Most of the diagnostic tests administered to kindergartners and first graders are not sensitive to Arab or immigrant students and have not been validated on a national level, the Israel Academy of Sciences and Humanities said in a report made public yesterday.
The report, which was recently submitted to the Education Ministry, also found some of the tests were imported from abroad without being adapted to Israeli children.
"Various organizations, both public and private, are active in these areas, and each one uses different methods that serve their particular goals," the report found. "In most cases, they make use of tools devoid of national norms, making it doubtful whether reliable and valid information can be gleaned from them."
The report examined psychological and personality tests as well as those assessing cognitive, comprehension, and motor and coordination skills, which are considered indicators of students' reading and writing abilities. It was compiled by a panel of leading academic researchers and led by Prof. Zvia Breznitz, who heads Haifa University's Center for Brain Research and Learning Disabilities.
At least 15 percent of students in Israeli schools suffer from learning disabilities and undergo diagnostic testing.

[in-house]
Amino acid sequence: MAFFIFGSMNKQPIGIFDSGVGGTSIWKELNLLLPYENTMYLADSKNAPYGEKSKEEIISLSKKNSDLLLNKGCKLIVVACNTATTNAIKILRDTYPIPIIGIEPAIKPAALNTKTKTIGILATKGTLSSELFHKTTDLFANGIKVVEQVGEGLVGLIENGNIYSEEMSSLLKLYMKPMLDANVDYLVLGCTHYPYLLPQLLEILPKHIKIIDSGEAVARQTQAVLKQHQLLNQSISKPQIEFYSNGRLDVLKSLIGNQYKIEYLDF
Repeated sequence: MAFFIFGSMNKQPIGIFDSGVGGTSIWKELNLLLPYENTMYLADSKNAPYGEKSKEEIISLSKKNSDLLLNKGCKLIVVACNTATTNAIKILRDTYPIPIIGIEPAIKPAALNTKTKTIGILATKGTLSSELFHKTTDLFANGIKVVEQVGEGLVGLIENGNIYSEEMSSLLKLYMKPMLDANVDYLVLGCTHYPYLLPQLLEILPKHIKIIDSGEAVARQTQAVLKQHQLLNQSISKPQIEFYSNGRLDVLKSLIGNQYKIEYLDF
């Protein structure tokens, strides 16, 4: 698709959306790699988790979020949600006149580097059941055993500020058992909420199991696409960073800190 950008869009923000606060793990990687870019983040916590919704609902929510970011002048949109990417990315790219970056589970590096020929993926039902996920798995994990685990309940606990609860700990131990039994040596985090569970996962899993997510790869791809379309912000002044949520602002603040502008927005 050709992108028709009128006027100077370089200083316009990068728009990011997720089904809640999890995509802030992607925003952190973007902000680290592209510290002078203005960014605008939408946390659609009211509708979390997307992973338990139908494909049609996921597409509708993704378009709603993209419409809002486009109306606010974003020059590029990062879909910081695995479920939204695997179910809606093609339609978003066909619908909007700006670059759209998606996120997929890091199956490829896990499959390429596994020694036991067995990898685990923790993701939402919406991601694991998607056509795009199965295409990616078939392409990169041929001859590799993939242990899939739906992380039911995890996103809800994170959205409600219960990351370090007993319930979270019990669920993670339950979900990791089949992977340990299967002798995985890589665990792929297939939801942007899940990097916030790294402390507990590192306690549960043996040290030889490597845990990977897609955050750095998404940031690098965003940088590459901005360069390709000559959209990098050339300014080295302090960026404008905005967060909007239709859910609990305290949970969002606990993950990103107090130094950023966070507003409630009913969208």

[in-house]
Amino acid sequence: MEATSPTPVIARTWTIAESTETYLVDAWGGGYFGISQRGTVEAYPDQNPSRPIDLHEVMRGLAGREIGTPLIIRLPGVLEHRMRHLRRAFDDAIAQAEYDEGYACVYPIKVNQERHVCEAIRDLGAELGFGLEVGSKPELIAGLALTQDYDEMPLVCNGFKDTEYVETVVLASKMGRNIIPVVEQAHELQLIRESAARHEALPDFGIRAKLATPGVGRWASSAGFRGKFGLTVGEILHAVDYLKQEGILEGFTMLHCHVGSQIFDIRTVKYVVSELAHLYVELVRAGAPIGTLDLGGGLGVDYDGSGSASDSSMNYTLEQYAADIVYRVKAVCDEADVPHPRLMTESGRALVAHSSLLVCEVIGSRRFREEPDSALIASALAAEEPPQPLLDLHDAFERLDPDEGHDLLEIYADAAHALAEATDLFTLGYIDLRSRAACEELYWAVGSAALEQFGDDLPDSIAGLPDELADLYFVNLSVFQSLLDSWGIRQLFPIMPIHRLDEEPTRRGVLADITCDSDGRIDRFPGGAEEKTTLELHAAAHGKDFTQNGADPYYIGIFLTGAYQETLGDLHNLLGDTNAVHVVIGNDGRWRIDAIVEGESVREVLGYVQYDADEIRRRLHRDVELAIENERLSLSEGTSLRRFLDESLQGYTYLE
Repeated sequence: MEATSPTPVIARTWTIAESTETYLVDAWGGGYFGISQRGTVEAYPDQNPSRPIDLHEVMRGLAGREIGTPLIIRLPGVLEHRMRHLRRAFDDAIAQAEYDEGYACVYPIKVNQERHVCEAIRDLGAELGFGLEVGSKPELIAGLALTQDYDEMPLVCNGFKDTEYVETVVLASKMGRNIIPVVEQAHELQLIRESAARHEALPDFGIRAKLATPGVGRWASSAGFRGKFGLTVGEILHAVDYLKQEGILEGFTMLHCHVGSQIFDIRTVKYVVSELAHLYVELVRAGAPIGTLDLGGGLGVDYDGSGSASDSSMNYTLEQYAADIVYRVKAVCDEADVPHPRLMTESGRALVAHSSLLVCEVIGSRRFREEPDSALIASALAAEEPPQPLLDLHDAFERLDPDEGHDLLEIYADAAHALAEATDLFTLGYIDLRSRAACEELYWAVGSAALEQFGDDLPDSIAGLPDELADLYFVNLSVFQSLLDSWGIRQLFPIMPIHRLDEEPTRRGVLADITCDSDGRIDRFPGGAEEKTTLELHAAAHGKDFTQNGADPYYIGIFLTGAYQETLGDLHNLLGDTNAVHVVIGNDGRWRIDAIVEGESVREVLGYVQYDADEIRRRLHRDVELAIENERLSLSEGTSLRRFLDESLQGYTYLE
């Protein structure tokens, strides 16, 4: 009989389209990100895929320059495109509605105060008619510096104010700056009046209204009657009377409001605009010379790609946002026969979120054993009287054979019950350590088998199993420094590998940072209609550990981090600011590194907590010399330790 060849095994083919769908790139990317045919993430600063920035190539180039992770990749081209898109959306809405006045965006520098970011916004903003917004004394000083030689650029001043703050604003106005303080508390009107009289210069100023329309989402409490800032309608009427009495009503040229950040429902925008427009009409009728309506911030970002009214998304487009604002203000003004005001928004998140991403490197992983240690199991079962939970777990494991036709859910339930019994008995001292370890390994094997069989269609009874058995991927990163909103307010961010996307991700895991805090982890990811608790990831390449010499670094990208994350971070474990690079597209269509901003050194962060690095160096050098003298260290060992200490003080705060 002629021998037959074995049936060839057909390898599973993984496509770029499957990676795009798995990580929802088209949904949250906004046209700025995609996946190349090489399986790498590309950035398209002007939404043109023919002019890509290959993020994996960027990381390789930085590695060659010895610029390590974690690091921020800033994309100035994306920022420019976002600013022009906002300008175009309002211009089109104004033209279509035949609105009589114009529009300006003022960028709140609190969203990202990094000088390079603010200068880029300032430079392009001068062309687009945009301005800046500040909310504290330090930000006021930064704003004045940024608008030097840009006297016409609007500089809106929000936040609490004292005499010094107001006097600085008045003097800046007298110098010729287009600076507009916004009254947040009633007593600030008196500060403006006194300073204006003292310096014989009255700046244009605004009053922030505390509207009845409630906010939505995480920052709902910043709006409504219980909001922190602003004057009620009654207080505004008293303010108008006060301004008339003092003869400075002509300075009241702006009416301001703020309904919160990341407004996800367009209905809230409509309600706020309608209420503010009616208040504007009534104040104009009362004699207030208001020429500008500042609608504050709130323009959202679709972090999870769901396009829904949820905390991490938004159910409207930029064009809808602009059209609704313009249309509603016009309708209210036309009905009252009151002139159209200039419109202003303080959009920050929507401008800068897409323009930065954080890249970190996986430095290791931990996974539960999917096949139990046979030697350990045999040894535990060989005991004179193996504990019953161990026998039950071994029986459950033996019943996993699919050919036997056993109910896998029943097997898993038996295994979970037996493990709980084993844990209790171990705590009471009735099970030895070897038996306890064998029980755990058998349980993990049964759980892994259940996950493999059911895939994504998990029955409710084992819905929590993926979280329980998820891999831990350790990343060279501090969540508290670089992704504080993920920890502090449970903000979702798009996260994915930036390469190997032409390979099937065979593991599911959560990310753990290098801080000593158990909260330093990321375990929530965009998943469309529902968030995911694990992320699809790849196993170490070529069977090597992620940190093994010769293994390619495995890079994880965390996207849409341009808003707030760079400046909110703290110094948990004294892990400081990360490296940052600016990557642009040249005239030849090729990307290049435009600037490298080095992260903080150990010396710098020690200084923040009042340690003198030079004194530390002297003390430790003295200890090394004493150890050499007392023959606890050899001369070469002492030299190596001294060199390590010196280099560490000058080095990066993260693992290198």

"The State of Israel lacks the tools to locate, sort, diagnose, measure and assess in a normative and appropriate manner, which would allow for a systematic and logical examination of the development of young children in most of the areas tested," the report found. "The existing education system uses many tools that are based on an unclear rationale and do not meet the standards of validity and reliability."
The report recommends that diagnostic tests be suited to minority cultures in Israel, making them more applicable to Arab, ultra-Orthodox and immigrant children.
'Not reflective of children's abilities'
The lack of acceptable norms leads psychologists and other professionals to feel as though "their reports of the test results do not reflect the children's abilities and do not provide a true picture of the difficulties and problems," according to the report.
The Education Ministry said in a statement that it had requested the report because it realized "that the educational system is lacking diagnostic and assessment tools."
"We have great interest in studying the recommendations and implementing the appropriate ones," the ministry said. It added that it has recently developed unique diagnostic tools to assess whether young children were learning Arabic and that the testing would begin in the 2008-09 school year.
A diagnostic tool to test immigrant children's grasp of Hebrew is almost ready for use, the ministry said.
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